It was shown more recently that mitochondria share a common ancestor with the Rickettsia genus of bacteria, disease-causing organisms which invade their victims’ cells.
They are responsible for diseases carried by ticks and lice, such as typhus. Similarly, chloroplasts have been shown to share a common ancestor with blue-green algae, bacteria which carry out photosynthesis.
Before Margulis’ breakthrough, it was assumed that evolution involved a sequential process: genes in descendants mutated randomly; if the mutation was advantageous to the organism, it spread; the characteristics of living things changed over time, eventually producing organisms so different that they were new species. Now it is clear that different organisms from different lineages can merge and start evolving in step. Even their DNA can merge. Many organelle genes are now to be found in the host’s chromosomes, clearly identifiable.
One way this can happen was discovered with the retroviruses, such as HIV. These can embed their genetic material in the host’s DNA, emerging at a later stage. They can also pick up genes from one host and implant them in another. Some one twelfth of the human genome consists of gene fragments of viral origin.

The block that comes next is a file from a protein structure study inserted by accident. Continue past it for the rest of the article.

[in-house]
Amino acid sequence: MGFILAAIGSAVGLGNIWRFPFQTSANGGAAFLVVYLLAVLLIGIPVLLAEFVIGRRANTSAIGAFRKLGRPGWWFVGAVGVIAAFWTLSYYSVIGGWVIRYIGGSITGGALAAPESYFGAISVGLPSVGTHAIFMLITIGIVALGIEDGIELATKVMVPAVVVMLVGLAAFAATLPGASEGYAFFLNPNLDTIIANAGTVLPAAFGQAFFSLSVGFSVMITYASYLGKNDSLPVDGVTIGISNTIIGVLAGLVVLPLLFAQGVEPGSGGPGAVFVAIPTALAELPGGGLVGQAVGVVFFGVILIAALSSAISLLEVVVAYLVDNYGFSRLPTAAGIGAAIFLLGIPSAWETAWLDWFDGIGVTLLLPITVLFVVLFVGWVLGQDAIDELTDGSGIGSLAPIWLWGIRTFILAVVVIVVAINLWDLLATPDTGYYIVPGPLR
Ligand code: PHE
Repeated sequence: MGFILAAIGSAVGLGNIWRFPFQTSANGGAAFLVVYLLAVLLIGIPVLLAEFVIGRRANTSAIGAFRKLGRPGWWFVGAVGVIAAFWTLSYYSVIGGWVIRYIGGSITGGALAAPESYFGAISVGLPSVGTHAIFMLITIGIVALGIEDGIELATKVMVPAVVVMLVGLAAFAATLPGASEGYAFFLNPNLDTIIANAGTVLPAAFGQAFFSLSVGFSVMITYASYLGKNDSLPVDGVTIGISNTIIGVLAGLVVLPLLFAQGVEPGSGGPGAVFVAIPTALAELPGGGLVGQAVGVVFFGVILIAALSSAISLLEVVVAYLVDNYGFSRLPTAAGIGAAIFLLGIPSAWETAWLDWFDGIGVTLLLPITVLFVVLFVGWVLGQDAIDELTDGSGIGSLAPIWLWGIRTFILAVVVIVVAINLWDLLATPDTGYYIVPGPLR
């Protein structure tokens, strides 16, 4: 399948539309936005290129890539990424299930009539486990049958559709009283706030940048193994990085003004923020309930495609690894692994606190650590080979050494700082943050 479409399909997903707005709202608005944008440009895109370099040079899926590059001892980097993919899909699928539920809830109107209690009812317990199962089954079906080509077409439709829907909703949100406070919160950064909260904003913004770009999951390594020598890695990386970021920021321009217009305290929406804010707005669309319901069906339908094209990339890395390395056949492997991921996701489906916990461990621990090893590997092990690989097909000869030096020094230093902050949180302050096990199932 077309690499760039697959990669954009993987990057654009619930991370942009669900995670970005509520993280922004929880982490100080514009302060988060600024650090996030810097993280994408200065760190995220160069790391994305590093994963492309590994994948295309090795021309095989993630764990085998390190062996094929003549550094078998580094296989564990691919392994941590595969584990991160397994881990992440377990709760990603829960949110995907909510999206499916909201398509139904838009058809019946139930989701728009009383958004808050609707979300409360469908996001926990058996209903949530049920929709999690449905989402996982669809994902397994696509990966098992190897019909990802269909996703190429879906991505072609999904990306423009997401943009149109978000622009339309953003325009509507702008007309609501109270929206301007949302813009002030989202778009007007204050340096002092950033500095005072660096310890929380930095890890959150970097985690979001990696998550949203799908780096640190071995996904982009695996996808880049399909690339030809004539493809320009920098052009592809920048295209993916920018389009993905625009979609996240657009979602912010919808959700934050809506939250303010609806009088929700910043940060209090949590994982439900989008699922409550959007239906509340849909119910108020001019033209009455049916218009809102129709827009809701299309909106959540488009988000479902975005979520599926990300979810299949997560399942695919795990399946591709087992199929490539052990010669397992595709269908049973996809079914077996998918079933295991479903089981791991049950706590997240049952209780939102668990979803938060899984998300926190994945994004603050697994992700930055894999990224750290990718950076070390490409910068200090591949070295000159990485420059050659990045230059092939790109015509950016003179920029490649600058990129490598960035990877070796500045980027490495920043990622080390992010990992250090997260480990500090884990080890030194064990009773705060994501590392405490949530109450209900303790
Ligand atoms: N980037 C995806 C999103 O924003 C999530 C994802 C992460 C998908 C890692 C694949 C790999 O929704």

The socialist scientist J B S Haldane once described the progress of new ideas to the point of being accepted thus:
i) this is worthless nonsense;
ii) this is an interesting, but perverse, point of view;
iii) this is true, but quite unimportant;
iv) I always said so.
He might have been talking about endosymbiosis. Not only is it now accepted, but it is being found more and more in nature in various stages. One interesting one is a blue-green alga that can live symbiotically inside the cells of an animal, a sea squirt. It is perhaps on the way to becoming a chloroplast!
• Sagan, L. (1967). "On the origin of mitosing cells". Journal of Theoretical Biology 14 (3): 225–193. doi:10.1016/0022-5193(67)90079-3 (she was at the time married to the great science populariser Carl Sagan)
Lynn Margulis: a flawed genius
It is a measure of her intelligence that Lynn Margulis (Alexander) entered Chicago University at the age of 14 or 15. She published her work on endosymbiosis as a factor in evolution as a junior academic in her late twenties.
Genius does not prevent error, though. Margulis found herself lined up with the AIDS denialists when she arrogantly advanced the theory that it was not HIV that caused AIDS but chronic syphilis — and that treatment was pointless.
She tried to extend her theory to encompass more organelles, notably the flagella with which some swim or the cilia that line our wind-pipes and waft out dust. She proposed that these were the remnants of symbiotic spirochaetes, bacteria which include the agents of syphilis. There is no evidence to support this hypothesis. Worse still, she became a “9/11 truth seeker”, something that saddens me deeply as a scientist. Neither of those facts was mentioned by Professor Steven Rose in his Guardian obituary.
Lynn Margulis died last November. Richard Dawkins’ words from 1995 are a good memorial:
“I greatly admire Lynn Margulis's sheer courage and stamina in sticking by the endosymbiosis theory, and carrying it through from being an unorthodoxy to an orthodoxy. [...]
“This is one of the great achievements of twentieth-century evolutionary biology”.